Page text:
Public Affairs

Agriculture Bill 2017-19

David Whelan looks at the UK’s Agriculture Bill 2017-19, described by the Government as “the first comprehensive agriculture bill for five decades” yet criticised by the opposition as a “huge missed opportunity”.

Published on 12 September and deemed to be the first ‘Brexit bill’ dealing with domestic policy, the Bill has provision for enabling powers as the UK exits the EU’s Common Agricultural Policy (CAP), complying with the World Trade Organisation (WTO) Agreement on Agriculture.

Introducing the Bill, Secretary of State for Environment, Food and Rural Affairs, Michael Gove MP, said that it would provide farmers with “a new platform to modernise agriculture; to be able to produce, sell and export more food; and, at last, to receive the rewards that they deserve for their environmental work and the other public goods that they provide.”

However, Shadow Secretary of State, Sue Hayman MP, criticised the Bill for having “no targets around environmental improvements, reducing carbon emissions, and around a lack of commitments on home grown food and tackling food poverty.”

Prior to the Bill, the UK Government committed to providing the same cash total of funds currently available in farm support until the end of the current parliament. This is expected to occur in 2022 but could come sooner.

Described as an “enabling” bill, it contains 25 delegated powers, with five of these allowing Ministers to modify primary legislation.


The main body of the Bill applies to England. At the request of the Welsh Government and the Department for Agriculture, Environment and Rural Affairs (DAERA), Schedule 3 (Wales) and Schedule 4 (Northern Ireland) extended similar powers to the regions enabling them to start preparing replacement schemes. However, the Scottish Government has not taken up the offer of powers in the Bill in opposition to the UK Government about its approach to repatriating EU powers in devolved areas of competence.

The SNP’s Deidre Brock MP described the Bill as premature and noted “the absence of any indication of a financial underpinning of Scottish agriculture and the protections that Scottish produce currently enjoys [are] being stripped away”. SNP members questioned the Government position that the administration of World Trade Organisation rules and terms administration was a reserved matter.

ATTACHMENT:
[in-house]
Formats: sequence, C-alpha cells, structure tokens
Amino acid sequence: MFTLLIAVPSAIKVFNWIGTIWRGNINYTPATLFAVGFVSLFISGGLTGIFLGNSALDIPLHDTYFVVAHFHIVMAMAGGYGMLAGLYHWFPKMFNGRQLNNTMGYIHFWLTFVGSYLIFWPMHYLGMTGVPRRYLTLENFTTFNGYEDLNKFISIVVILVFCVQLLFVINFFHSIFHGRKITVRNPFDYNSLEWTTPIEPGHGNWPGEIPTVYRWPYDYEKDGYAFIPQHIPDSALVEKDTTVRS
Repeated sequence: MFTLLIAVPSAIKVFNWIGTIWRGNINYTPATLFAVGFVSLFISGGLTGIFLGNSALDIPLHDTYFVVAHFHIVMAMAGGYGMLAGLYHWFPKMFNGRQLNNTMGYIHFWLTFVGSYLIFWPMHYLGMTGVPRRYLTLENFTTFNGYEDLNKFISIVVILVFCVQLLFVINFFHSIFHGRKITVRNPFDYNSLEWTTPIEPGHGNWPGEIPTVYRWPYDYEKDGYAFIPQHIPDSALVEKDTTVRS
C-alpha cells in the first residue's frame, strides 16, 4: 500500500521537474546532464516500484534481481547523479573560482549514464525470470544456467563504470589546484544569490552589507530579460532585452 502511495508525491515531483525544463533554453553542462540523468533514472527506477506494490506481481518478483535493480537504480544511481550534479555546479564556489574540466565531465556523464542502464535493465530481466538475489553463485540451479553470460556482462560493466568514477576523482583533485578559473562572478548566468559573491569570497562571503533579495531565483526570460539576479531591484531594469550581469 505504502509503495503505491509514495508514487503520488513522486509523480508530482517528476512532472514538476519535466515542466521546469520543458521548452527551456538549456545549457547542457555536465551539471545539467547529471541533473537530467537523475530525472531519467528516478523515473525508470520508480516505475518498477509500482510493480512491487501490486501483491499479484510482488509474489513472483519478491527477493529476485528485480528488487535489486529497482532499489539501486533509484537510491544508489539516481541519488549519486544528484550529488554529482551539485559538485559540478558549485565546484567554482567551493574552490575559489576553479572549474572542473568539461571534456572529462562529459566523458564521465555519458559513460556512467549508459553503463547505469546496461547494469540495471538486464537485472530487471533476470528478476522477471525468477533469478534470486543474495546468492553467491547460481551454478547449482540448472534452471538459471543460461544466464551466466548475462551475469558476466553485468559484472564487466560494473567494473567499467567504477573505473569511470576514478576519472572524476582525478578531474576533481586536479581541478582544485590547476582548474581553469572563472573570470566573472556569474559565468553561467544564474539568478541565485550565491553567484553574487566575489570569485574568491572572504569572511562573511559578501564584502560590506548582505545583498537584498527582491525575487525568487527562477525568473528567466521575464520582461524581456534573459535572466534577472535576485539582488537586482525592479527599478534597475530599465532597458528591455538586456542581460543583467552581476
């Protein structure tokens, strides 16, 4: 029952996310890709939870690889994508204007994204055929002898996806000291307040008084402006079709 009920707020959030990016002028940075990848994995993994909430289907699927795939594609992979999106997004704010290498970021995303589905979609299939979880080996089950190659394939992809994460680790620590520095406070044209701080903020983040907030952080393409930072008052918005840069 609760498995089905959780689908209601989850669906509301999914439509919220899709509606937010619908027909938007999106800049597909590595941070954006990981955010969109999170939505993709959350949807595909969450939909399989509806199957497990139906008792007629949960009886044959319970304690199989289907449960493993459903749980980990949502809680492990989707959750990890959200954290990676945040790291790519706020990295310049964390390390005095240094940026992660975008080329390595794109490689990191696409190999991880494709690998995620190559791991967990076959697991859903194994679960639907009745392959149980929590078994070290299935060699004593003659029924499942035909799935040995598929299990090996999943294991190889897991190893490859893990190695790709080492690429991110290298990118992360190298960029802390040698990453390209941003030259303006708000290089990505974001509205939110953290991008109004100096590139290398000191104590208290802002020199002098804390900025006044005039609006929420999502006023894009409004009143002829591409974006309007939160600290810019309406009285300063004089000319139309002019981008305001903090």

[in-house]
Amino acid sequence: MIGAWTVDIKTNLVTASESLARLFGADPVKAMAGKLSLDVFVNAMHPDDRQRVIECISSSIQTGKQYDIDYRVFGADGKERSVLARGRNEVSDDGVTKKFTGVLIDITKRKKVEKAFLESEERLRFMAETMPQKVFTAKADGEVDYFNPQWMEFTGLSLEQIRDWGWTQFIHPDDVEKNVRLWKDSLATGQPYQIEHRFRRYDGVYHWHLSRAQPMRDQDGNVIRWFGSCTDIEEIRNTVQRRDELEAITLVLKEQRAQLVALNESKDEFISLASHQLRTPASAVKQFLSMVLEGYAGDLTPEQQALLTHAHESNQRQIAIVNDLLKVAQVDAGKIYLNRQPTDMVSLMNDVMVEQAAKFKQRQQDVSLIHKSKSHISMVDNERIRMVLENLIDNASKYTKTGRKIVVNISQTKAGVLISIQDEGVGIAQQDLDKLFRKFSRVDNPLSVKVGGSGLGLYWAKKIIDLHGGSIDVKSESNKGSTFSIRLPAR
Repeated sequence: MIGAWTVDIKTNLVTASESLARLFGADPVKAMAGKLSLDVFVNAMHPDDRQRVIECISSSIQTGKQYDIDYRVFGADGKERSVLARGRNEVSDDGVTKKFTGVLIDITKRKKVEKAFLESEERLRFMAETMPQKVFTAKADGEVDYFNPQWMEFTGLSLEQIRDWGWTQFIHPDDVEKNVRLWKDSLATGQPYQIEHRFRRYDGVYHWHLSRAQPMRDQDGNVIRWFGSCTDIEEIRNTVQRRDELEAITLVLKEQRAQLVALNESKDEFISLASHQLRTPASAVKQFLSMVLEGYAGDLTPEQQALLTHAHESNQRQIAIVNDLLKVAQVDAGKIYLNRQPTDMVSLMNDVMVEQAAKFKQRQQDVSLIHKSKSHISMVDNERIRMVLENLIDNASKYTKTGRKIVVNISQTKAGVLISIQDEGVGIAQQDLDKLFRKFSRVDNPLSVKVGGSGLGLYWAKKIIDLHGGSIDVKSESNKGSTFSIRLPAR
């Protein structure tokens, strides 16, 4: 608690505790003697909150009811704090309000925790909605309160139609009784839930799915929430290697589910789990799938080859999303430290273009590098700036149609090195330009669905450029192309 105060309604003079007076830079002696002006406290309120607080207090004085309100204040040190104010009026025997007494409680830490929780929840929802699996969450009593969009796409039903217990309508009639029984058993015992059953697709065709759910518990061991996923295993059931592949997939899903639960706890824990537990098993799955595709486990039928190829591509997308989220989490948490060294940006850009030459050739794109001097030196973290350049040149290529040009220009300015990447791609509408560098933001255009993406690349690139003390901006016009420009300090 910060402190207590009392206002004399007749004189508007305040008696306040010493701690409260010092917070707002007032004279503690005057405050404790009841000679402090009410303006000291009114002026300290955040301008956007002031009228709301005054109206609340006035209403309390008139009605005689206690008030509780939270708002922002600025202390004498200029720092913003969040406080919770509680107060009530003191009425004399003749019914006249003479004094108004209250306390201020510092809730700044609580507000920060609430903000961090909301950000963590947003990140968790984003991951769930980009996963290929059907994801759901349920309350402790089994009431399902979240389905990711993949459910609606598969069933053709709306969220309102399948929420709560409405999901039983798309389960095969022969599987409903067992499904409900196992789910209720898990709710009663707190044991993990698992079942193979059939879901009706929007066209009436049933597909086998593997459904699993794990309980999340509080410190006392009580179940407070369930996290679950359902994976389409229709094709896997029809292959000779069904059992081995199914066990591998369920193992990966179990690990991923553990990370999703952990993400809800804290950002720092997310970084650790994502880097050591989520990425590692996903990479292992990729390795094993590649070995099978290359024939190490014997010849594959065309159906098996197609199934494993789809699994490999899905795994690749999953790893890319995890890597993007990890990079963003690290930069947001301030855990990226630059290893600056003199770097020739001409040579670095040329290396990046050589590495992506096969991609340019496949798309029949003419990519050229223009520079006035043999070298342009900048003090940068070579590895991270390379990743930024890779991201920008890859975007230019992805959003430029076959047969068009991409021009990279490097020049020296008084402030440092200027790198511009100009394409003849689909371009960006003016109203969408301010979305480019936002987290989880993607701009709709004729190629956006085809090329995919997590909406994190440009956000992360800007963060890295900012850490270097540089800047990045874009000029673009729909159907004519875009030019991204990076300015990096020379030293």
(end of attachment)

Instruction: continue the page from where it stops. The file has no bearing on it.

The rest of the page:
A brief outline of the Bill’s functions includes:

Public payments for public goods: Clauses one to three gives power to the Secretary of State to provide financial assistance in the absence of CAP support. As well as this it also facilitates the SoS in setting conditions on the assistance, checking, enforcing and monitoring of funds and conditions. There are no provisions for Northern Ireland or Scotland.

Phasing out of direct payments: Clauses four to eight make regulations for the agricultural transition to modify direct payments and to terminate direct payments. Similar provision is extended for Wales, but phase-out and delinking powers are not extended to Northern Ireland. In England and Wales this is over a seven-year agricultural transition period from 2021, with no direct payments being made after 2027.

Potential to ‘delink’ payments from farming requirements: Clause seven outlines powers to phase out the (Basic Payment Scheme) by allowing de-linked payments to be made in a lump sum “allowing farmers to invest in their business, diversify or retire from farming”.

Data collection: Allows the SoS to require information to be provided and shared relating to the agri-food supply chain. This applies to all regions except Scotland.

Market intervention: Part four of the Bill provides powers to reshape the future interventions that can be made in the market “in exceptional circumstances”.

Marketing standards: Allows the SoS to make rules on the quality of agricultural goods marketed in England. Similar provisions are extended to Northern Ireland and Wales.

Producer organisations and fairness in the supply chain: Clauses 22 to 25 allow for the creation of a domestic Producer Organisations regime throughout the UK, allowing farmers to work in collaboration and become exempt from some aspects of competition law.

World Trade Organisation obligations: Clause 26 supports UK membership of the WTO and the Agreement on Agriculture by allowing the UK Government to set financial ceilings on the devolved administrations in relation to agricultural support that is considered as trade distorting.

While there appears to be broad support for the ‘public money for public’ goods approach to future farm support schemes, there exists concerns that support beyond the current parliament will not be sufficient. Further criticism has centred on whether the Bill gives equal balance between incentivising environmental protection and supporting productivity.

“A new platform to modernise agriculture; to be able to produce, sell and export more food; and, at last, to receive the rewards that they deserve for their environmental work and the other public goods that they provide.”
Michael Gove MP

Northern Ireland

The provisions for Northern Ireland are “to enable DAERA to continue to make payments to farmers and land managers after the UK leaves the EU and to ensure that future Executive Ministers have the flexibility to develop policy once an Assembly is returned”.

DAERA published a stakeholder engagement document in August 2018 setting out the key desired outcomes and long-term vision for the Northern Ireland agricultural industry.

During the second reading of the Bill, Michael Gove MP emphasised that funding for agriculture would not be ‘Barnettised’. However, he said that “the generous…settlement that gives Northern Ireland, Scotland and Wales more than England will be defended”

The Bill is due to have its report stage and third reading on a date to be announced. The Bill completed its committee stage on 20 November 2018.

Show More
Back to top button